Many Women Worry About Sex After Heart Attack, Study Shows
It's a hidden concern that doctors need to discuss more, experts say
WEDNESDAY, July 24, 2013 (HealthDay News) -- After a heart attack, women often worry about the safety of having sex again, and many wish their doctors would talk about the issue more.
So finds a study involving interviews with 17 women who'd survived a heart attack in the past two years. The researchers found that while most rekindled their sex lives within a month of the attack, many also remained fearful about how sex could affect their hearts.
What's more, few had discussed the issue with their doctors. And when they had, it was the women, not the doctors, who brought the topic up.
"Unfortunately, that's not surprising," said Emily Abramsohn, a researcher at the University of Chicago who worked on the study, published online July 24 in the Journal of the American Heart Association.
The women, who averaged 60 years of age, were all part of a larger study following heart attack survivors' health. In that study, only 47 percent of men and 35 percent of women said their doctors had talked to them about resuming their sex lives.
Fears around the cardiac dangers of sex may be unfounded, experts say. Many studies have shown that for most heart attack survivors, sex is a low-risk activity. Less than 1 percent of all heart attacks are triggered during sex, according to the American Heart Association (AHA).
Still, doctors may be unsure about what specific advice to give, said Dr. Suzanne Steinbaum, a cardiologist and director of women and heart disease at Lenox Hill Hospital in New York City.
There are guidelines on the topic, issued just last year from the AHA and the American College of Cardiology. These recommendations offer up some general parameters: Sex is "reasonable," for instance, when heart patients can climb two flights of stairs without having chest pain or trouble breathing.
One woman in the new study said her doctor told her just that. The problem, she said, was, "I couldn't hardly climb two flights of stairs before I had a heart attack."
"We need to be able to tell patients more than that," said Steinbaum, who is also the author of Dr. Suzanne Steinbaum's Heart Book, which addresses women's heart health, including sexual activity.
Sex involves emotional and mental well-being, too, Steinbaum noted, and women may have concerns about it even if they feel physically fit. Depression, for instance, is common after a heart attack, and that might affect a woman's sexual functioning.
"We need to address the emotional and psychosocial issues, too," Steinbaum said.
Abramsohn agreed that doctors may not know what to say on the subject, and noted that there are also practical obstacles.
In the immediate term, your doctor is concerned with saving your life, she explained. Then, when you're being discharged from the hospital, the doctor may be focused on your medications or cardiac rehab; any discussion of sexual well-being may get lost.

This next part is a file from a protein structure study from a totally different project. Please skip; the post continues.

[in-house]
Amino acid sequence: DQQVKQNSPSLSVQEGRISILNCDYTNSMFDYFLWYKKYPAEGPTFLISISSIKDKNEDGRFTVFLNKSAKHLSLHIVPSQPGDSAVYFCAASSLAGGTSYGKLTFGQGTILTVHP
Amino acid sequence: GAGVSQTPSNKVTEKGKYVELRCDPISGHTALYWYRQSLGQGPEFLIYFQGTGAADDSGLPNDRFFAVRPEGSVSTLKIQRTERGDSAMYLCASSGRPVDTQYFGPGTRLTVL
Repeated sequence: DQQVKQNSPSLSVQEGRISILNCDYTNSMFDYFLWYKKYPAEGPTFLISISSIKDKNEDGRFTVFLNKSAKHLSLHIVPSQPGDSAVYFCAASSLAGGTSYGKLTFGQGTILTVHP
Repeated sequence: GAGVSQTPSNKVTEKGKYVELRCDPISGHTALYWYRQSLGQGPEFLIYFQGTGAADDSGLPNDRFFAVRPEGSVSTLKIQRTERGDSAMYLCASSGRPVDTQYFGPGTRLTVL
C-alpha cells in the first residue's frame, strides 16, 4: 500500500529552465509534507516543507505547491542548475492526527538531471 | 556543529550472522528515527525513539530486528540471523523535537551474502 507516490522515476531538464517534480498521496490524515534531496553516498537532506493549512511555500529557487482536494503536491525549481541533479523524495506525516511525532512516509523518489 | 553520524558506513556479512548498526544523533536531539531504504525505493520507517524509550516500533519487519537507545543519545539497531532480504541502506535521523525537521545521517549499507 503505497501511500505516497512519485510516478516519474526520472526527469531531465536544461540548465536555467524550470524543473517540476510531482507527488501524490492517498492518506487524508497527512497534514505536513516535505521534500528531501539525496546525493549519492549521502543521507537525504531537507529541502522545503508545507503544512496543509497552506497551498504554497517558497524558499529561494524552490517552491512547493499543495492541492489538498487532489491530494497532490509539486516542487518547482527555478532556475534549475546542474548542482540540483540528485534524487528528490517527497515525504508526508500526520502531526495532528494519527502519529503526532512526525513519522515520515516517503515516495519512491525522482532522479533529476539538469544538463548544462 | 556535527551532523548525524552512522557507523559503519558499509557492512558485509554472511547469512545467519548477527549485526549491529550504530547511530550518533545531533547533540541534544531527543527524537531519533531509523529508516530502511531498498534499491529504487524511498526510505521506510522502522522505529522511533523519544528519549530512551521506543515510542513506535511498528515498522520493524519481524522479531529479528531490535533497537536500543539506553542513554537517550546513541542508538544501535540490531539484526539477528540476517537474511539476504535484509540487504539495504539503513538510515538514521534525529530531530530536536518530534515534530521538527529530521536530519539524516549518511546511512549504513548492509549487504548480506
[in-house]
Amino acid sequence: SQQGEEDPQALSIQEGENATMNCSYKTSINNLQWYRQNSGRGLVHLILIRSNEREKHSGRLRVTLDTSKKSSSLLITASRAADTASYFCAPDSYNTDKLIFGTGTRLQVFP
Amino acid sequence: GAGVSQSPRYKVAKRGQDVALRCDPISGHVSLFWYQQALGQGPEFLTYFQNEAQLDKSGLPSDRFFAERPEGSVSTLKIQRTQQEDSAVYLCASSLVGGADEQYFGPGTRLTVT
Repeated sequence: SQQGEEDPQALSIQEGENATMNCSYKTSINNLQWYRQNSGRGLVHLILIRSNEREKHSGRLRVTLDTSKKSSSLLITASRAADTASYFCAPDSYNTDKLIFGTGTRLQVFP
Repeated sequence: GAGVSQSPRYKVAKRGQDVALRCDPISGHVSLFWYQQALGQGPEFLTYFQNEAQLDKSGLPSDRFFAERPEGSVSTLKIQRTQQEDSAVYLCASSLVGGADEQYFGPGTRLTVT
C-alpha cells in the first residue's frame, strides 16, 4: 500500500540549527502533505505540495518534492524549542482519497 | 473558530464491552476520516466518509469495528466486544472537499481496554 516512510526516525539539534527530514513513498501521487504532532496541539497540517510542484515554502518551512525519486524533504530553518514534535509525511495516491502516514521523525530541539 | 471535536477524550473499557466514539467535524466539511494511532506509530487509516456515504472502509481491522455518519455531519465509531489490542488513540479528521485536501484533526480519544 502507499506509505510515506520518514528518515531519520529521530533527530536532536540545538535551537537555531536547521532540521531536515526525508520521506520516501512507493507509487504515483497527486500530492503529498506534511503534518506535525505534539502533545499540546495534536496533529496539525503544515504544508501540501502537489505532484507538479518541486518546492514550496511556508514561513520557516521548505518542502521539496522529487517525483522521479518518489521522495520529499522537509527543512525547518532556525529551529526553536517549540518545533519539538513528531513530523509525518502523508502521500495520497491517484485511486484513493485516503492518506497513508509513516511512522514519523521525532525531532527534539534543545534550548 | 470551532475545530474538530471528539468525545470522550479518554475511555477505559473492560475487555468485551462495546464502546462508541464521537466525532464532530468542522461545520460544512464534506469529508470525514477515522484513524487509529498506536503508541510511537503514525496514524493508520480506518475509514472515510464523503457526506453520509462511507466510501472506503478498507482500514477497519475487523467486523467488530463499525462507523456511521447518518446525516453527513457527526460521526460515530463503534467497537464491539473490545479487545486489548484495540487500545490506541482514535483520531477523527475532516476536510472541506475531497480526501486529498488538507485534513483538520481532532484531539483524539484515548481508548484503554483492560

But it is important for doctors to at least broach the subject, both Abramsohn and Steinbaum said. "If the doctor brings it up," Abramsohn said, "at least the woman will know it's important to them as well, and that she can talk to her doctor about it."
The women in this study had suffered a heart attack an average of two years before the interviews. All but one said they'd started having sex again within six months of the heart attack, but "fear" was common, Abramsohn's team reports.
Some also said their partners were afraid of hurting them.
So what can women do? "Know that you're not alone in having fears surrounding sexual activity," Abramsohn said. "And if you are concerned, bring it up with your doctor."
If you do that but still "feel you're not being heard," Steinbaum said, you can ask for a referral to someone who works with heart patients -- a social worker, psychologist or cardiac rehab nurse, for example.
Cardiac rehab programs, which may be prescribed in the couple of months after a heart attack, involve supervised exercise and counseling on issues like depression and anxiety. A program may not specifically address sexual activity, Steinbaum said, but it may help women feel better, physically and emotionally.
"When you exercise and see that you're getting stronger, you also gain confidence," Steinbaum said.
She added that there may also be specific underlying reasons for sexual dysfunction after a heart attack -- not only depression, but medication side effects or abnormal thyroid hormone activity, for example. That's another reason it's important to talk about sexual issues with your doctor, Steinbaum pointed out.
"If you don't feel like you're getting back to normal after a heart attack," she said, "it's not your fault."
There's more on sex and heart disease at the American Heart Association (http://www.heart.org/HEARTORG/Conditions/More/MyHeartandStrokeNews/Sex-and-Heart-Disease_UCM_436414_Article.jsp ).
SOURCES: Emily Abramsohn, M.P.H., Program in Integrative Sexual Medicine for Women and Girls With Cancer, University of Chicago; Suzanne Steinbaum, D.O., director, women and heart disease, Lenox Hill Hospital, New York City; July 24, 2013, Journal of the American Heart Association, online